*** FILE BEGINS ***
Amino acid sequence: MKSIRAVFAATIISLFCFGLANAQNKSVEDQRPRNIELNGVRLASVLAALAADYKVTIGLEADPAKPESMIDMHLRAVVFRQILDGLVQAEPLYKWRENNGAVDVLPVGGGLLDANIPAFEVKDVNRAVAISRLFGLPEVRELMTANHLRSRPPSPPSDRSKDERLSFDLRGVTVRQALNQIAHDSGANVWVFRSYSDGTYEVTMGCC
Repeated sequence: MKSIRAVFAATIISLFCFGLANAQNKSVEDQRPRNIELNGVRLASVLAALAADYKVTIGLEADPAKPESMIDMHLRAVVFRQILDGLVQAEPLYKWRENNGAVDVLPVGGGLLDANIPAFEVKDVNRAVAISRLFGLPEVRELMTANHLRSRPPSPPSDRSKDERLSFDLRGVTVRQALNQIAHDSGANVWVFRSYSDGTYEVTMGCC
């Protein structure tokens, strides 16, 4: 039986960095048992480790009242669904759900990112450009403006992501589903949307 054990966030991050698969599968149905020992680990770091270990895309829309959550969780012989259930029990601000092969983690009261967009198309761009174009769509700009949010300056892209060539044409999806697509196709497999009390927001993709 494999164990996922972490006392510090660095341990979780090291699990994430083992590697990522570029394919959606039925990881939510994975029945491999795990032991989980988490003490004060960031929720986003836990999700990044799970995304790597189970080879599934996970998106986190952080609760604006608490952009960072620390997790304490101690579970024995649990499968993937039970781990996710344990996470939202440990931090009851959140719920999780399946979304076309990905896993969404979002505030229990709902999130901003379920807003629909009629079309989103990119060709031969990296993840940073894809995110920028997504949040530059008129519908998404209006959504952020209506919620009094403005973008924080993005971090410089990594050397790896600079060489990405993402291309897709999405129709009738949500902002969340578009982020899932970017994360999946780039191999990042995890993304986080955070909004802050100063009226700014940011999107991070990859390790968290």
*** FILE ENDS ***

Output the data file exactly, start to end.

Amino acid sequence: MKSIRAVFAATIISLFCFGLANAQNKSVEDQRPRNIELNGVRLASVLAALAADYKVTIGLEADPAKPESMIDMHLRAVVFRQILDGLVQAEPLYKWRENNGAVDVLPVGGGLLDANIPAFEVKDVNRAVAISRLFGLPEVRELMTANHLRSRPPSPPSDRSKDERLSFDLRGVTVRQALNQIAHDSGANVWVFRSYSDGTYEVTMGCC
Repeated sequence: MKSIRAVFAATIISLFCFGLANAQNKSVEDQRPRNIELNGVRLASVLAALAADYKVTIGLEADPAKPESMIDMHLRAVVFRQILDGLVQAEPLYKWRENNGAVDVLPVGGGLLDANIPAFEVKDVNRAVAISRLFGLPEVRELMTANHLRSRPPSPPSDRSKDERLSFDLRGVTVRQALNQIAHDSGANVWVFRSYSDGTYEVTMGCC
């Protein structure tokens, strides 16, 4: 039986960095048992480790009242669904759900990112450009403006992501589903949307 054990966030991050698969599968149905020992680990770091270990895309829309959550969780012989259930029990601000092969983690009261967009198309761009174009769509700009949010300056892209060539044409999806697509196709497999009390927001993709 494999164990996922972490006392510090660095341990979780090291699990994430083992590697990522570029394919959606039925990881939510994975029945491999795990032991989980988490003490004060960031929720986003836990999700990044799970995304790597189970080879599934996970998106986190952080609760604006608490952009960072620390997790304490101690579970024995649990499968993937039970781990996710344990996470939202440990931090009851959140719920999780399946979304076309990905896993969404979002505030229990709902999130901003379920807003629909009629079309989103990119060709031969990296993840940073894809995110920028997504949040530059008129519908998404209006959504952020209506919620009094403005973008924080993005971090410089990594050397790896600079060489990405993402291309897709999405129709009738949500902002969340578009982020899932970017994360999946780039191999990042995890993304986080955070909004802050100063009226700014940011999107991070990859390790968290």